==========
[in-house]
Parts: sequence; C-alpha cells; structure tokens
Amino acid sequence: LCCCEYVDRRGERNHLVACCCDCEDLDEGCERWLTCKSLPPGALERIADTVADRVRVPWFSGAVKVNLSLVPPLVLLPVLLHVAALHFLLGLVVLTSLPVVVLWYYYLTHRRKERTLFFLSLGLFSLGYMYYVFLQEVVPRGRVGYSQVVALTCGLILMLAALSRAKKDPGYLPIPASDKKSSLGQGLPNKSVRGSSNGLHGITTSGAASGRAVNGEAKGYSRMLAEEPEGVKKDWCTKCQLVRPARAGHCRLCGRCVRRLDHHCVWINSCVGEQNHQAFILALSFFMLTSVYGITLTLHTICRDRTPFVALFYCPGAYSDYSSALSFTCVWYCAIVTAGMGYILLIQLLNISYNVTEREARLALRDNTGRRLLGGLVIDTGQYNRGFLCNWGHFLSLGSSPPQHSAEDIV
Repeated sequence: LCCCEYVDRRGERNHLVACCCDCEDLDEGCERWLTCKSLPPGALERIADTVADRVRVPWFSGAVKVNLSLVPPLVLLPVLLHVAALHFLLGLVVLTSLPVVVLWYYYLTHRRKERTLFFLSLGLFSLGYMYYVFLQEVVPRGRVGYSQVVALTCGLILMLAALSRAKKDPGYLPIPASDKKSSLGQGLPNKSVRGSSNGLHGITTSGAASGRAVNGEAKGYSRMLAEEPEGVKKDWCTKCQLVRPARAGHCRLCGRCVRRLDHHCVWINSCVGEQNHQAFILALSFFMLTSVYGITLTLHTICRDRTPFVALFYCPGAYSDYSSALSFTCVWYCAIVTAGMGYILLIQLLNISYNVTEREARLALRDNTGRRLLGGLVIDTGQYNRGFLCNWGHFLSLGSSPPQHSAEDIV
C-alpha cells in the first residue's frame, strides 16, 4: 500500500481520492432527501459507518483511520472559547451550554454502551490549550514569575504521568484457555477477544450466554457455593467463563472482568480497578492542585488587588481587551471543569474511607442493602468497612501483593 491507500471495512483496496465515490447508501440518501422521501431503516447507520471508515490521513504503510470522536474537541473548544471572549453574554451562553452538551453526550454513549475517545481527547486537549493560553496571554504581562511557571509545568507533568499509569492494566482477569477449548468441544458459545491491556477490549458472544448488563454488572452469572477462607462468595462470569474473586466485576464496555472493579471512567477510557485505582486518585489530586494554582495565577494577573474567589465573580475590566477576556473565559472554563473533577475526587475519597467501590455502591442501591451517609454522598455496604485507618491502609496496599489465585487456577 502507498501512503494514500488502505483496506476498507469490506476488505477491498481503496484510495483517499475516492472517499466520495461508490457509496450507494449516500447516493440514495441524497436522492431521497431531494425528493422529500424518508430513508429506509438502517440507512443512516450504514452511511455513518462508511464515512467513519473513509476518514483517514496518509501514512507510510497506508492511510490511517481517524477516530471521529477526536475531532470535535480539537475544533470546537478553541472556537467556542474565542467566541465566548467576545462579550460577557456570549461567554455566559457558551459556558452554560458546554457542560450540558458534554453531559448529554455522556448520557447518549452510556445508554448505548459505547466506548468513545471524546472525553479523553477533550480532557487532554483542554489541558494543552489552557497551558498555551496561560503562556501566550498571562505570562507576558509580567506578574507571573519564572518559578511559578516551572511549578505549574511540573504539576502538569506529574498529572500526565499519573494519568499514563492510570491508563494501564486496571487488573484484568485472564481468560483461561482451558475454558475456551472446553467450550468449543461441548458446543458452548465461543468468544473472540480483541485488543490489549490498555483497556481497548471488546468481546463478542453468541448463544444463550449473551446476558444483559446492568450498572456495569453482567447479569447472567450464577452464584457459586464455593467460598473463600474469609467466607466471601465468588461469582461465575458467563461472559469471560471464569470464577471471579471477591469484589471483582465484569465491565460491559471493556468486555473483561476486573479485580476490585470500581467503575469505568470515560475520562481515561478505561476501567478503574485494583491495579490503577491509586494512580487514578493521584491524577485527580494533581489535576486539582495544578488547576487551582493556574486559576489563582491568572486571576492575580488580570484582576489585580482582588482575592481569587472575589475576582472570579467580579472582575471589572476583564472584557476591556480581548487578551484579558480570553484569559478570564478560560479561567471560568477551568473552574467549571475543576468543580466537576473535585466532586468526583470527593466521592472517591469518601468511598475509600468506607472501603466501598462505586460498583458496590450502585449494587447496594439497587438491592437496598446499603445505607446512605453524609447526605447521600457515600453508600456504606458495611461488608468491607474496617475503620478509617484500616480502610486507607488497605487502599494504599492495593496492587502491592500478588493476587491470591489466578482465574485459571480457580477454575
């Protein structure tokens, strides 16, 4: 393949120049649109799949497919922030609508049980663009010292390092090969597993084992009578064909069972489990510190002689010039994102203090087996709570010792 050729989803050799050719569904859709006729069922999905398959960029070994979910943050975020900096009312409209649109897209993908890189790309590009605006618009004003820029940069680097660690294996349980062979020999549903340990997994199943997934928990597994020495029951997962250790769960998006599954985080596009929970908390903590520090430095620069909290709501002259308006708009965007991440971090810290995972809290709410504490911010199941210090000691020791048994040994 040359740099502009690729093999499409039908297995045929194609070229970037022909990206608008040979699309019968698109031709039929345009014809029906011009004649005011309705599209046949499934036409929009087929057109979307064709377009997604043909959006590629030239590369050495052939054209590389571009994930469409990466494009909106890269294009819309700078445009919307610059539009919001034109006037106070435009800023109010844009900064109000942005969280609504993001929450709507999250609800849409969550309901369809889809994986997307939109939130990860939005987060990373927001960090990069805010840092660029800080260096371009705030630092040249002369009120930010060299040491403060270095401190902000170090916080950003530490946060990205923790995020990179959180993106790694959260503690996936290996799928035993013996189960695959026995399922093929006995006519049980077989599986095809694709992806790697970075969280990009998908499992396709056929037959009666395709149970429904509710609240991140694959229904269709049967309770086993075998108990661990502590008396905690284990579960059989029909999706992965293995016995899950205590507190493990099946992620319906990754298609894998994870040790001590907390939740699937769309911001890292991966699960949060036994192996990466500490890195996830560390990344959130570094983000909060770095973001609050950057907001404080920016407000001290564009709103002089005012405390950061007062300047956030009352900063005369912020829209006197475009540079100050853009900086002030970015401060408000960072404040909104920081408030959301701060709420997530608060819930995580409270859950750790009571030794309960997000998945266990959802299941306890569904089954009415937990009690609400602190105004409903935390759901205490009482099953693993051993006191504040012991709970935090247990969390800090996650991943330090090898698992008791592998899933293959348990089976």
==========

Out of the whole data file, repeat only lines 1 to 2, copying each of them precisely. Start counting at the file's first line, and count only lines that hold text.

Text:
[in-house]
Parts: sequence; C-alpha cells; structure tokens